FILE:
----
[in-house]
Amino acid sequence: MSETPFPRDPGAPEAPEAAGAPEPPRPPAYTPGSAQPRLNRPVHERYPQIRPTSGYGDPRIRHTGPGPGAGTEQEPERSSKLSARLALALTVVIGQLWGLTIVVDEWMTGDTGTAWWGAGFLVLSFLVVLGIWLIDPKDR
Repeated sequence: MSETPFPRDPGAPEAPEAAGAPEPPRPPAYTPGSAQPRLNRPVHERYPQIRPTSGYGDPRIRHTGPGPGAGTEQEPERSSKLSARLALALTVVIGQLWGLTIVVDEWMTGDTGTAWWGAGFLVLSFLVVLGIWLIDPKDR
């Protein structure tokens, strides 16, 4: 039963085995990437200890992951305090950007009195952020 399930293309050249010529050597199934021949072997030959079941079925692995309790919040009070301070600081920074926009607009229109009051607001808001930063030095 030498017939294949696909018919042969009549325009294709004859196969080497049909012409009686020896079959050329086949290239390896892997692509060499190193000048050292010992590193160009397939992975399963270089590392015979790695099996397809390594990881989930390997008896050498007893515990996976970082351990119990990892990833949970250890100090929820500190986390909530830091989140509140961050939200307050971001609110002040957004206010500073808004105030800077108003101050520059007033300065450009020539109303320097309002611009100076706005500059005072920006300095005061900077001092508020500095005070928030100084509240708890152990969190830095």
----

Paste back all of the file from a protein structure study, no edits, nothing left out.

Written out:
[in-house]
Amino acid sequence: MSETPFPRDPGAPEAPEAAGAPEPPRPPAYTPGSAQPRLNRPVHERYPQIRPTSGYGDPRIRHTGPGPGAGTEQEPERSSKLSARLALALTVVIGQLWGLTIVVDEWMTGDTGTAWWGAGFLVLSFLVVLGIWLIDPKDR
Repeated sequence: MSETPFPRDPGAPEAPEAAGAPEPPRPPAYTPGSAQPRLNRPVHERYPQIRPTSGYGDPRIRHTGPGPGAGTEQEPERSSKLSARLALALTVVIGQLWGLTIVVDEWMTGDTGTAWWGAGFLVLSFLVVLGIWLIDPKDR
């Protein structure tokens, strides 16, 4: 039963085995990437200890992951305090950007009195952020 399930293309050249010529050597199934021949072997030959079941079925692995309790919040009070301070600081920074926009607009229109009051607001808001930063030095 030498017939294949696909018919042969009549325009294709004859196969080497049909012409009686020896079959050329086949290239390896892997692509060499190193000048050292010992590193160009397939992975399963270089590392015979790695099996397809390594990881989930390997008896050498007893515990996976970082351990119990990892990833949970250890100090929820500190986390909530830091989140509140961050939200307050971001609110002040957004206010500073808004105030800077108003101050520059007033300065450009020539109303320097309002611009100076706005500059005072920006300095005061900077001092508020500095005070928030100084509240708890152990969190830095």